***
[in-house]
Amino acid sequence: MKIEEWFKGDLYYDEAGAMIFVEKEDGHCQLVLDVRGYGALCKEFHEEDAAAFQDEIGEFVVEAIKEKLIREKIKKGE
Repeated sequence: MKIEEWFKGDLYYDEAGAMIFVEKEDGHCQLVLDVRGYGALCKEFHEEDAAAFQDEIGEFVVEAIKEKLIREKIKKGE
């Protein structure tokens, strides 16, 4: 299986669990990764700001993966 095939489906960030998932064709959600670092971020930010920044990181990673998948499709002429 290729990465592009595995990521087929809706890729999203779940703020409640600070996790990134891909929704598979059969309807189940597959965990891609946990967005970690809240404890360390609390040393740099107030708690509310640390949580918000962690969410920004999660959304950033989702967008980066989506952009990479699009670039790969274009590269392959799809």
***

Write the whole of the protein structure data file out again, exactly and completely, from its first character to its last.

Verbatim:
[in-house]
Amino acid sequence: MKIEEWFKGDLYYDEAGAMIFVEKEDGHCQLVLDVRGYGALCKEFHEEDAAAFQDEIGEFVVEAIKEKLIREKIKKGE
Repeated sequence: MKIEEWFKGDLYYDEAGAMIFVEKEDGHCQLVLDVRGYGALCKEFHEEDAAAFQDEIGEFVVEAIKEKLIREKIKKGE
């Protein structure tokens, strides 16, 4: 299986669990990764700001993966 095939489906960030998932064709959600670092971020930010920044990181990673998948499709002429 290729990465592009595995990521087929809706890729999203779940703020409640600070996790990134891909929704598979059969309807189940597959965990891609946990967005970690809240404890360390609390040393740099107030708690509310640390949580918000962690969410920004999660959304950033989702967008980066989506952009990479699009670039790969274009590269392959799809």